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Dr A.L. Watts (1975) has been named professor of High-Energy Astrophysics, in particular relativistic nuclear astrophysics, at the University of Amsterdam (UvA)’s Faculty of Science.

Prof Anna Watts, professor High-Energy Astrophysics
Anna Watts. Photo: Dirk Gillissen

Anna Watts studies neutron stars, in particular the processes that control their rotation, and the violent dynamical events such thermonuclear explosions, magnetic flares and starquakes that they undergo on a regular basis. Her goal is to understand the physics that drives these processes, and to use them to study the nature of the densest matter and strongest magnetic fields in our Universe.  Her research programme sits at the boundary of theoretical physics and astrophysics. Space telescopes (particularly in the X-ray band) are a vital part of her research, and she is involved in several current and future missions.  

As professor, Watts will focus on nuclear astrophysics in relativistic compact objects, an area that will be increasingly important in the coming decade, as new multi-messenger facilities allow us to place precision constraints on both thermonuclear burning processes and the equation of state of hot and cold dense matter.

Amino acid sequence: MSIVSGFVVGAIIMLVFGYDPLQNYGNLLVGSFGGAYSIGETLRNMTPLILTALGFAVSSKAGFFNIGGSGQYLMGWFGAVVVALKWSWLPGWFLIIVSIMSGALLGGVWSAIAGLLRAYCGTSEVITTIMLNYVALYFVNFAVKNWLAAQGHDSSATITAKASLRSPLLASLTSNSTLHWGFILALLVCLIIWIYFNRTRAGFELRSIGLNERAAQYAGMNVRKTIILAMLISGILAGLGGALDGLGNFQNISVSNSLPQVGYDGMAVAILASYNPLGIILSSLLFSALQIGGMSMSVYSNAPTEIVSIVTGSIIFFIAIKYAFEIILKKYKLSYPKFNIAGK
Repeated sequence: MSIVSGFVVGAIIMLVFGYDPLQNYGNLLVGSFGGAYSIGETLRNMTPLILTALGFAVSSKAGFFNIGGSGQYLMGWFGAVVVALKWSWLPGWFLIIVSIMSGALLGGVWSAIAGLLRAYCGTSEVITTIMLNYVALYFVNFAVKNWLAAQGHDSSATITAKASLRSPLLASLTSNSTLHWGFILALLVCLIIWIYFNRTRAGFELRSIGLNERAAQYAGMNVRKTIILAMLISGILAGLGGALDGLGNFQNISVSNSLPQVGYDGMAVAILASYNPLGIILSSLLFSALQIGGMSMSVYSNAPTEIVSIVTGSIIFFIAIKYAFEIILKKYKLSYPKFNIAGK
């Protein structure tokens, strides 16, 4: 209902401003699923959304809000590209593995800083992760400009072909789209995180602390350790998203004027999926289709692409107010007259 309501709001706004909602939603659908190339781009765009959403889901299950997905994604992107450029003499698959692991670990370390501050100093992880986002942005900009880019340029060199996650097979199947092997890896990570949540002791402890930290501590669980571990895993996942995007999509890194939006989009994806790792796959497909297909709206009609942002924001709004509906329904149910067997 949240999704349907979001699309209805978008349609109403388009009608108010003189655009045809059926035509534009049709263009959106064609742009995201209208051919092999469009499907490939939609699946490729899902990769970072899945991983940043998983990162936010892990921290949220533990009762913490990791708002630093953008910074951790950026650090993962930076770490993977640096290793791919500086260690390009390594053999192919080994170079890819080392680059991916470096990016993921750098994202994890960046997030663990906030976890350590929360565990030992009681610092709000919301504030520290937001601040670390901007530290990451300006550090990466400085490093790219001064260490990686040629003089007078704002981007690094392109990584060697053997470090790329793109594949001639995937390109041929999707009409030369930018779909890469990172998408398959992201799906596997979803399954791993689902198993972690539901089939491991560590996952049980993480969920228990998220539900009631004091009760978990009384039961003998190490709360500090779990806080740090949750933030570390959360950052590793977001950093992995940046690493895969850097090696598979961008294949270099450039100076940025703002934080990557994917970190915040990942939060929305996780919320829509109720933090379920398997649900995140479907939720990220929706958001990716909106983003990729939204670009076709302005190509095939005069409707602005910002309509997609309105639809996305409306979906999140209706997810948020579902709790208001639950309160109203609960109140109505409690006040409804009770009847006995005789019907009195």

About Anna Watts

Anna Watts has been an Associate Professor at the University of Amsterdam since 2010. From September 1 she will be Programme Director for the Joint Bachelors Degree in Physics and Astronomy of the UvA and the VU.  After completing her PhD in the General Relativity group at the University of Southampton in 2004, Watts held postdoctoral fellowships at NASA’s Goddard Space Flight Center (USA) and the Max Planck Institute for Astrophysics (Germany) before moving to Amsterdam. Watts is an NWO Vidi and ERC Starting Grant Laureate.

Watts is Secretary of the Steering Committee for International Astronomical Union Division D (High Energy Phenomena and Fundamental Physics) and a member of the International Advisory Committee (Fachbeirat) for the Max Planck Institute for Radio Astronomy. She co-Chairs the Dense Matter Science Working Group for the proposed Enhanced X-ray Timing and Polarimetry (eXTP) telescope, is part of the team working on NASA's Neutron Star Interior Composition Explorer (NICER), and is also a member of the Steering Committee for the NASA probe mission concept STROBE-X.